By: Chris Dagonas
If you’re reading this, and you’re a fan of our local hockey team, then I won’t trudge up bad memories by reminding you how the last NHL season ended. After the pain of that collapse eventually wore off (for some it still hasn’t), we were left with a sense of optimism. The Leafs are young, fast, and while not quite as tough as Boston, tough enough to at least hang with them for seven games. James Reimer had a brilliant spring in net, Nazem Kadri had become a certified NHL centre, and Phil Kessel, James van Reimsdyk, and Joffrey Lupul proved capable of handling the offensive load. If there were question marks, they were on the blue line, where captain Dion Phaneuf and his troops looked incredibly shaky and generous with the puck throughout most of the Boston series.
As the Stanley Cup playoffs wound down last week, the hockey world shifted its attention to the draft and free agency. The NHL draft doesn’t create instant difference makers like the NBA or NFL drafts do. Rarely is a player drafted and able to join the big club instantly, so the Leafs’ selection of big centre Fredrik Gauthier, though a wise move, will have little impact in the short term. Ditto to centre Carter Verhaeghe, right winger Fabrice Herzog, goalie Antoine Bibeau, and left winger Andreas Johnson. Although Don Cherry might have something to say about Canada’s favourite team picking two European players.
No, free agency and trades would have to be the paths to success for the Maple Leafs in this upcoming season. Most pundits agreed that the Leafs needed help on defence and a front-line centre. Address those areas, and the Leafs would be in great shape, everyone nodded, agreed, and lit their cigars.
The Leafs’ first big move of the summer saw them adding goaltender Jonathan Bernier from the Kings for centre Matt Frattin, goalie Ben Scrivens and a 2014 second-round pick. On the face of it, this appears to be a smart move. Bernier is young (younger than Reimer, in fact) and has a solid track record when given playing time. He was the backup to Jonathan Quick in L.A., and Quick is one of hockey’s best goalies, so playing time was rare for Bernier. Scrivens and Frattin were solid citizens, but infrequent contributors.
However, Bernier is currently a restricted free agent. The Leafs received him about a week before his contract expired, so while he was making 1.5 million last year, he could negotiate himself into a nice little raise. Or, some other slimy GM could sign him to an offer sheet, and force the Leafs to match it, though this is considered dirty pool in hockey circles. The worrying part about this scenario is that, two weeks after the trade was completed, Bernier is yet to have signed a contract with the Leafs.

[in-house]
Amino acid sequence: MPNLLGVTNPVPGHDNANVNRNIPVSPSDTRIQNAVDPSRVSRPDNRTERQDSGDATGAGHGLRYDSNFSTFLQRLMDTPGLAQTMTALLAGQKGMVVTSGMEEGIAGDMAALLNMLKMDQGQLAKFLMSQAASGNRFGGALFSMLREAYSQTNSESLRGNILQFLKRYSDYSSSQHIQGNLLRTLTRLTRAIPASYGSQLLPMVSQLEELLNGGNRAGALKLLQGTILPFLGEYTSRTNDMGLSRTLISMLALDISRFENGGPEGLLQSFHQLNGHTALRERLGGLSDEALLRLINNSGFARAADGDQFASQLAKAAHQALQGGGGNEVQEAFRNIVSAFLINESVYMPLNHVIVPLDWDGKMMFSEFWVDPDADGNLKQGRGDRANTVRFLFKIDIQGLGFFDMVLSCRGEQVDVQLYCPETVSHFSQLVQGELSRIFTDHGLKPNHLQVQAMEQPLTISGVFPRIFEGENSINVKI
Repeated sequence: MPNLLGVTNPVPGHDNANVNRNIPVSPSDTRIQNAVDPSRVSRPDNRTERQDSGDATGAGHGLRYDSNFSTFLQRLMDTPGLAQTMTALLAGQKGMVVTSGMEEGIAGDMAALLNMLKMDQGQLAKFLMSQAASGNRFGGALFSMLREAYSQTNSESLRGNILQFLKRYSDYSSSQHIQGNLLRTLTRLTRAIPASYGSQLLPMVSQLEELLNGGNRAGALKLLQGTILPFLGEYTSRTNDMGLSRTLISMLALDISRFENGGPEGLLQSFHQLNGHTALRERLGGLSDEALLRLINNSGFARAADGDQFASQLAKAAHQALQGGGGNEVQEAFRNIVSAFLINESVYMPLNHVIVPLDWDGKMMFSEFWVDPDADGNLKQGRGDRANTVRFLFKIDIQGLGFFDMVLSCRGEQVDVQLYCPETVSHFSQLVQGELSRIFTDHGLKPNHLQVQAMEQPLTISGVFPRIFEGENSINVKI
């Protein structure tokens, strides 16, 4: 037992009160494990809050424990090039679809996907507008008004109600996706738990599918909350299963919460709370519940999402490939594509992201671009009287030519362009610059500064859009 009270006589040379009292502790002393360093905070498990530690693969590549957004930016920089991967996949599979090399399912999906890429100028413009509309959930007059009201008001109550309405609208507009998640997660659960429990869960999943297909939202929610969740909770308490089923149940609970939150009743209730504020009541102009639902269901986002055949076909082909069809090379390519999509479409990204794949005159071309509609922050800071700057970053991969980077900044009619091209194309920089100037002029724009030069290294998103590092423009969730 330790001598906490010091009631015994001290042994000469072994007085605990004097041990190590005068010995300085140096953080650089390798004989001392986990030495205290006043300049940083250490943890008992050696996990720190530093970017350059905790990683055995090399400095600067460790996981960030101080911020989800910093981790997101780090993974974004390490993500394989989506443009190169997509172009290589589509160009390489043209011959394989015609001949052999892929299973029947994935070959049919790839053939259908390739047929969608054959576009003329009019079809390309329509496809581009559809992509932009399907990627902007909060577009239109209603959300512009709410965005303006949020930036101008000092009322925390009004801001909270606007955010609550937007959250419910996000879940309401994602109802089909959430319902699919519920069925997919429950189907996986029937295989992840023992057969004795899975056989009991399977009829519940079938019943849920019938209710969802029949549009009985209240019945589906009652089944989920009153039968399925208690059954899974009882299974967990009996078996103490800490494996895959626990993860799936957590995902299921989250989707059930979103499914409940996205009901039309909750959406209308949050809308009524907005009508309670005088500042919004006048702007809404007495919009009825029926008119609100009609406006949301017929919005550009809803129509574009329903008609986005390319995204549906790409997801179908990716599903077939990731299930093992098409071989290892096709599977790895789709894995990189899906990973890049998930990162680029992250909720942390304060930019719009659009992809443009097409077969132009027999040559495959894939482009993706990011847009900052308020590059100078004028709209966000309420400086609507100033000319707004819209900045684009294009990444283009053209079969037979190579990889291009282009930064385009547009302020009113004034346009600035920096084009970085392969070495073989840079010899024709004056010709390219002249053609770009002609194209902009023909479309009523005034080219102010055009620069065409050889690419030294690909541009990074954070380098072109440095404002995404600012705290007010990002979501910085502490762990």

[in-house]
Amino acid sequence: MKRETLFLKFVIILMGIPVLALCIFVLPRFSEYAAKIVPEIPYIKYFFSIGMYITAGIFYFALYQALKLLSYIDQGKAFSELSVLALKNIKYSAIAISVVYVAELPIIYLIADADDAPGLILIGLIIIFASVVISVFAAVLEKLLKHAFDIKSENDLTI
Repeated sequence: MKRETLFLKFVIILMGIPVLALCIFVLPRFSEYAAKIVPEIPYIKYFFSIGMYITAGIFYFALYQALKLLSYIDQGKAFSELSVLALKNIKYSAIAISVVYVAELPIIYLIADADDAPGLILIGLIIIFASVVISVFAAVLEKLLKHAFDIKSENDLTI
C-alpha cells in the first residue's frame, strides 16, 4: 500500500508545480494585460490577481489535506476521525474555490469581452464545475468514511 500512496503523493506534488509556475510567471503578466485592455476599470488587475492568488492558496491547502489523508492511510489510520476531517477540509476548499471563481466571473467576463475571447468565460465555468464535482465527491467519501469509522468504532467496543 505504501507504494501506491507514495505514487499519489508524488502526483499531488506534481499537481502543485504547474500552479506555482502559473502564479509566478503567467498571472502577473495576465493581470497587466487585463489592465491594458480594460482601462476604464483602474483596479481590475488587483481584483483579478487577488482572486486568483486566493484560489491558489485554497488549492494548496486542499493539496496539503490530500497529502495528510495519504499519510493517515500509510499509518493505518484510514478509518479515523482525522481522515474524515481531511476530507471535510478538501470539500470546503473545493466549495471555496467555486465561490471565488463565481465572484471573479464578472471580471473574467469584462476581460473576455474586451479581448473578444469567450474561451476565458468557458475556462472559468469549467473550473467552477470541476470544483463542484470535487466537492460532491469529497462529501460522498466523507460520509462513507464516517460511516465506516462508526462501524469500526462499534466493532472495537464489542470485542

So goaltending is now solid, with two 25-year-olds with high ceilings. Randy Carlyle will have to sort out how to deploy Bernier and Reimer, but in any event, Leafs fans can be fairly confident in their goaltending next season.
The next move was to acquire Dave Bolland from the Blackhawks, at the expense of three draft picks (2nd Round and 4th Round, 2013; 4th Round 2014). Bolland is a two-time Stanley Cup winner, a big physical centre who can play on both ends, and a Toronto boy. He was a third-liner on an excellent Chicago Blackhawks team (possibly the best hockey team in history?) but he’s not a first-line centre. His stats line up very similarly to, guess who: Matt Frattin. But he will earn 3.4 million dollars this season, whereas Frattin will earn 950,000.
After the Bolland addition, Nonis quickly used compliance buyouts on defenseman Mike Komisarek and centre Mikhail Grabovski. Tyler Bozak, another centre (remember how the Leafs need a number one centre) is an unrestricted free agent and has apparently made an outrageous proposal to the Leafs.
Meanwhile, in other cities, GM’s were busy actually addressing their needs and re-signing their star players. Kris Letang and Claude Giroux re-upped with Pittsburgh and Philadelphia, respectively. The Dallas Stars added Tyler Seguin and Shawn Horcoff via trades (centres, anyone?), while defenseman Keith Ballard jumped from Vancouver to Minnesota.
It’s early, yes, but the list of intriguing free agents that meet Toronto’s criteria is dwindling quickly. Of the remaining centres available, only Stephen Weiss and Derek Roy offer first-line potential, but both also come at a pretty steep price. The Leafs will likely re-sign Bozak, and enter the 2013-2014 season with a slightly different, but unimproved, centre corps.
On defense, Toronto’s target should be Jeff Schultz. The 27-year-old is a gritty defense-first defenseman who has managed to keep a clean record with only 12 penalty minutes in each of the past three seasons. Schultz would be a big improvement over guys like Mark Fraser and Cody Franson.
All told, this has been a rather anti-climactic summer for Leafs fans. In May, we appeared to be on the brink of having a playoff-calibre team for the next several years. In early July, we have a team that has made no real progress. If this sounds familiar to you as a Toronto sports fan, you’re not alone. We will continue to watch and wait, hopefully not in vain, and see what combination of players hits the ice wearing the blue and white in October. Just, please, don’t tease us anymore. We can’t take it.